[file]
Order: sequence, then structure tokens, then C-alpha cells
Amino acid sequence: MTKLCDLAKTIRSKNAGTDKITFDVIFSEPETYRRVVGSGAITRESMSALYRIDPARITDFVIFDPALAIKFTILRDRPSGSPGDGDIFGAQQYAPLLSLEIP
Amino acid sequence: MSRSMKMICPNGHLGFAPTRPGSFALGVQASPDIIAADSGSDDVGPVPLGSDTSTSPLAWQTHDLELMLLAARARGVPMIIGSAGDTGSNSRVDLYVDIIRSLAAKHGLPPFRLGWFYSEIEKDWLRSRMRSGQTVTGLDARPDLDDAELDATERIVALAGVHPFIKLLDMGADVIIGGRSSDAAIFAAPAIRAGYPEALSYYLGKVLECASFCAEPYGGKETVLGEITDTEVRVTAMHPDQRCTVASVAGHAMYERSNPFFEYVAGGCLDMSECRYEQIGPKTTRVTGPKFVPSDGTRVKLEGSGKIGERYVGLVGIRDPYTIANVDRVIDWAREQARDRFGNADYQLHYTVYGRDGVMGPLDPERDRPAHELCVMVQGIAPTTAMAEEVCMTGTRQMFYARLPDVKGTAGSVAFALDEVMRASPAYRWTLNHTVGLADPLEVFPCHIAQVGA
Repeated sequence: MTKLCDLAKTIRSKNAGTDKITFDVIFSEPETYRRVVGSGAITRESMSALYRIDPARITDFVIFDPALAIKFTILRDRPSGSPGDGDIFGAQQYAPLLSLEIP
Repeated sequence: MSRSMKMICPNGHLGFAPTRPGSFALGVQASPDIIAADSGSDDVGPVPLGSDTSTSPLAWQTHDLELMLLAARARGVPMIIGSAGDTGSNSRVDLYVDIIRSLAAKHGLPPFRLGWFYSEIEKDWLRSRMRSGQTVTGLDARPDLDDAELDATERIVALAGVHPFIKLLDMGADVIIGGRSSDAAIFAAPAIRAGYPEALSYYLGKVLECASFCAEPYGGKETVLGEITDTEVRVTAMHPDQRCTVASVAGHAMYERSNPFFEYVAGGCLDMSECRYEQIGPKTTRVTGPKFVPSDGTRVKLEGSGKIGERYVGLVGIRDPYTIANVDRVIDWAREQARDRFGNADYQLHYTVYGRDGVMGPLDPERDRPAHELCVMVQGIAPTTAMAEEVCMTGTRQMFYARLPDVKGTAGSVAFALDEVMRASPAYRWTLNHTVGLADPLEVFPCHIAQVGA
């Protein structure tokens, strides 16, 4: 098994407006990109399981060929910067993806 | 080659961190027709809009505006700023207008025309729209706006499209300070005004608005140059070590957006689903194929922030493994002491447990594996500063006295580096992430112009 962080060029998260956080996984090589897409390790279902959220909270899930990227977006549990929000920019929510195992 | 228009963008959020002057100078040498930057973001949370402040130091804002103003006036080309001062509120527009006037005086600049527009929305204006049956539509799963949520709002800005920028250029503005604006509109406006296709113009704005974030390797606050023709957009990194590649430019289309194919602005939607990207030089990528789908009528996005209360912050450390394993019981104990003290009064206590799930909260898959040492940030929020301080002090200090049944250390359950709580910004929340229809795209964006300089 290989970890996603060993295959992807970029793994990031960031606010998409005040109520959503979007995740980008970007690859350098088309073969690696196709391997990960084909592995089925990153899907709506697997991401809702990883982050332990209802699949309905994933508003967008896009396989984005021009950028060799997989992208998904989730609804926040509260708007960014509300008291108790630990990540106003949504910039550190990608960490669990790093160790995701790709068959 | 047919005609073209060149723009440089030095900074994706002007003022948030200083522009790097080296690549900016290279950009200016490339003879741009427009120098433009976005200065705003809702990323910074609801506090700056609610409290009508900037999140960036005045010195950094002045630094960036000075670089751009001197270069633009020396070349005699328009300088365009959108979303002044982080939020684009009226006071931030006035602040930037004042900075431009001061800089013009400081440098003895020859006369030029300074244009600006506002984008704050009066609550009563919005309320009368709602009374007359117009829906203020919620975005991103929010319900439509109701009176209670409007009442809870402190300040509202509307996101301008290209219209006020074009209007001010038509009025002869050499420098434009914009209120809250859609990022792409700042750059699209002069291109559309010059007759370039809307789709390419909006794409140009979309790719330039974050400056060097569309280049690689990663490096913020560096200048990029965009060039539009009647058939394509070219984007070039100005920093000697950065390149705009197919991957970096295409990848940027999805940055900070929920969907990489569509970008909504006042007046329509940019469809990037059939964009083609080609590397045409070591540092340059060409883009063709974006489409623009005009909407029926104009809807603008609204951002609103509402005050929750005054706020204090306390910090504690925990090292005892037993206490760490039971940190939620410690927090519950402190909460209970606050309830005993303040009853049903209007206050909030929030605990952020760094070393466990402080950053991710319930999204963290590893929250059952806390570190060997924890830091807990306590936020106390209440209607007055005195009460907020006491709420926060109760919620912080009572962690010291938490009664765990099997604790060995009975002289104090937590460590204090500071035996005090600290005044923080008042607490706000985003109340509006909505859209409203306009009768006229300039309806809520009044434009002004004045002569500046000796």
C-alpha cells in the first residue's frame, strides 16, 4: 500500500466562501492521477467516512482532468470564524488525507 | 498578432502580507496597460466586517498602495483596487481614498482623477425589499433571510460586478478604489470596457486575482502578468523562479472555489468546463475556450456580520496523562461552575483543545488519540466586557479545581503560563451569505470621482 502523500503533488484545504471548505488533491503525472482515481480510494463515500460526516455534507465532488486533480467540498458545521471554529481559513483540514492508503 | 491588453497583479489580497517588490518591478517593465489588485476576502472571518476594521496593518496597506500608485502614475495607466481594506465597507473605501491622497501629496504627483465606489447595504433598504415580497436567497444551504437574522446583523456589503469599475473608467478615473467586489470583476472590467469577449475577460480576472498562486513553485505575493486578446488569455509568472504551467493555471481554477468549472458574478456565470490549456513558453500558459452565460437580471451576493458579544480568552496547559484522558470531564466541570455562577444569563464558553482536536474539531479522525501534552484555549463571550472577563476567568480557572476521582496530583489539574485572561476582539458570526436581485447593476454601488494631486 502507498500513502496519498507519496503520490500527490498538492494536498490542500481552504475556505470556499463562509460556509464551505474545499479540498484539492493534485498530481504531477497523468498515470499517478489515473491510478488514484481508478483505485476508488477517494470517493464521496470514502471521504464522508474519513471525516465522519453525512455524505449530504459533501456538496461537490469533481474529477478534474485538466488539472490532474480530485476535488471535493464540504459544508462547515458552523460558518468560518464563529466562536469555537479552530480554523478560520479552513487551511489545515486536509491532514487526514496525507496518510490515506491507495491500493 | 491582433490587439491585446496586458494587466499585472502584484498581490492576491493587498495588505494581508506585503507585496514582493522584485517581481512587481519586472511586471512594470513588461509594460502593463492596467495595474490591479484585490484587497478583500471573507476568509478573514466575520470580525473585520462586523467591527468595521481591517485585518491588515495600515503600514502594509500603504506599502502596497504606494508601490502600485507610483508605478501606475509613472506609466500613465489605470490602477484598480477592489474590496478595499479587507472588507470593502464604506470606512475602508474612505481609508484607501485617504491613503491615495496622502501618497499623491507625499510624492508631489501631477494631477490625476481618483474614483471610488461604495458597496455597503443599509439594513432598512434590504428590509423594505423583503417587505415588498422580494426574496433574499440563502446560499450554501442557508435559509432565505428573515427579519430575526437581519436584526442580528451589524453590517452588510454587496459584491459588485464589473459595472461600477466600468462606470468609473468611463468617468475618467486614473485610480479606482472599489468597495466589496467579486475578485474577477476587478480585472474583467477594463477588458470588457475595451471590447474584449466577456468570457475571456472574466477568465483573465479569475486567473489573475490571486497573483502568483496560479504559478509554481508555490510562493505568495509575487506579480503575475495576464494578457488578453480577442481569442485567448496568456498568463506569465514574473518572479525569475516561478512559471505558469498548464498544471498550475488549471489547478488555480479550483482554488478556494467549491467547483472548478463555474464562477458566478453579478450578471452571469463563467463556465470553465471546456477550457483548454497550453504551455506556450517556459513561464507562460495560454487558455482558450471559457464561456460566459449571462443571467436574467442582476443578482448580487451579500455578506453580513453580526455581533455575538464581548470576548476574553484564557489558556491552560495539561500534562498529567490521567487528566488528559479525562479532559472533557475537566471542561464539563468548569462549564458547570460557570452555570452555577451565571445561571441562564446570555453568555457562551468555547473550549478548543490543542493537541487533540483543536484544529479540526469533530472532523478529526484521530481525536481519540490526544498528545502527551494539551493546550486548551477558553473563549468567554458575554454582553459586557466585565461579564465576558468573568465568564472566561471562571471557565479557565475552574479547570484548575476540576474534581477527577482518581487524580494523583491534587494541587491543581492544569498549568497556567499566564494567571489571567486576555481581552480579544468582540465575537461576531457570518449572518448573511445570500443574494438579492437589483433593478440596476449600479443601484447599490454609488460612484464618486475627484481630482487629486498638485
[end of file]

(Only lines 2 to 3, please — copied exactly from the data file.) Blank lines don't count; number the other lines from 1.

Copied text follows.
Amino acid sequence: MTKLCDLAKTIRSKNAGTDKITFDVIFSEPETYRRVVGSGAITRESMSALYRIDPARITDFVIFDPALAIKFTILRDRPSGSPGDGDIFGAQQYAPLLSLEIP
Amino acid sequence: MSRSMKMICPNGHLGFAPTRPGSFALGVQASPDIIAADSGSDDVGPVPLGSDTSTSPLAWQTHDLELMLLAARARGVPMIIGSAGDTGSNSRVDLYVDIIRSLAAKHGLPPFRLGWFYSEIEKDWLRSRMRSGQTVTGLDARPDLDDAELDATERIVALAGVHPFIKLLDMGADVIIGGRSSDAAIFAAPAIRAGYPEALSYYLGKVLECASFCAEPYGGKETVLGEITDTEVRVTAMHPDQRCTVASVAGHAMYERSNPFFEYVAGGCLDMSECRYEQIGPKTTRVTGPKFVPSDGTRVKLEGSGKIGERYVGLVGIRDPYTIANVDRVIDWAREQARDRFGNADYQLHYTVYGRDGVMGPLDPERDRPAHELCVMVQGIAPTTAMAEEVCMTGTRQMFYARLPDVKGTAGSVAFALDEVMRASPAYRWTLNHTVGLADPLEVFPCHIAQVGA